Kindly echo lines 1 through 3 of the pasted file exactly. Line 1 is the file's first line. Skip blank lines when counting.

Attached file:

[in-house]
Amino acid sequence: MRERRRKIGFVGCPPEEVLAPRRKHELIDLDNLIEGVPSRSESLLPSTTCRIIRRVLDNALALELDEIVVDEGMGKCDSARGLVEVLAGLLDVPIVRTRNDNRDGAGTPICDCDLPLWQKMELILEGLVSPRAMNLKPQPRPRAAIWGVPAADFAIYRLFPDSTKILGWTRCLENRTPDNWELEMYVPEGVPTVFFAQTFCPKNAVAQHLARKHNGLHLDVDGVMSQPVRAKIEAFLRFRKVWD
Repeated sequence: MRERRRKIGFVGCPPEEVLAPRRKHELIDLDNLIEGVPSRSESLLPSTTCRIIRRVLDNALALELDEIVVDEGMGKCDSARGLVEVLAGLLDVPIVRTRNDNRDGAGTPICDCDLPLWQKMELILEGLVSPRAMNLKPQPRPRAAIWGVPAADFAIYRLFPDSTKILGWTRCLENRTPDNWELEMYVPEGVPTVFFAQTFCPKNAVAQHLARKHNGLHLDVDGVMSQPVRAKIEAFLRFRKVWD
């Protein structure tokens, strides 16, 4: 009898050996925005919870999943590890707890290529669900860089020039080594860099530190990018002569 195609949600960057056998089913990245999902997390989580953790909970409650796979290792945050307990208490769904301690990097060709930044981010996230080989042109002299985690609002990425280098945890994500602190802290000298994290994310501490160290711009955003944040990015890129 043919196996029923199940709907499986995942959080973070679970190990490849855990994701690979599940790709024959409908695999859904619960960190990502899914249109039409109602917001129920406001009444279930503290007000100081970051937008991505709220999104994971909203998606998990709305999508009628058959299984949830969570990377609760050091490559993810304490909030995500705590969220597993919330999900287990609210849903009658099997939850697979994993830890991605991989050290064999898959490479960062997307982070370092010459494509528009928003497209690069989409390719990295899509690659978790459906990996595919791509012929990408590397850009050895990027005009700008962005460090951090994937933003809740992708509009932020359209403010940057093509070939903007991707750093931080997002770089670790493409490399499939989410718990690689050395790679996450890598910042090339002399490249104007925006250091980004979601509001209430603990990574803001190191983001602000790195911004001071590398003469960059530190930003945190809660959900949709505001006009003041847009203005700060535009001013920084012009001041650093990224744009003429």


[in-house]
Amino acid sequence: MRERRRKIGFVGCPPEEVLAPRRKHELIDLDNLIEGVPSRSESLLPSTTCRIIRRVLDNALALELDEIVVDEGMGKCDSARGLVEVLAGLLDVPIVRTRNDNRDGAGTPICDCDLPLWQKMELILEGLVSPRAMNLKPQPRPRAAIWGVPAADFAIYRLFPDSTKILGWTRCLENRTPDNWELEMYVPEGVPTVFFAQTFCPKNAVAQHLARKHNGLHLDVDGVMSQPVRAKIEAFLRFRKVWD
Repeated sequence: MRERRRKIGFVGCPPEEVLAPRRKHELIDLDNLIEGVPSRSESLLPSTTCRIIRRVLDNALALELDEIVVDEGMGKCDSARGLVEVLAGLLDVPIVRTRNDNRDGAGTPICDCDLPLWQKMELILEGLVSPRAMNLKPQPRPRAAIWGVPAADFAIYRLFPDSTKILGWTRCLENRTPDNWELEMYVPEGVPTVFFAQTFCPKNAVAQHLARKHNGLHLDVDGVMSQPVRAKIEAFLRFRKVWD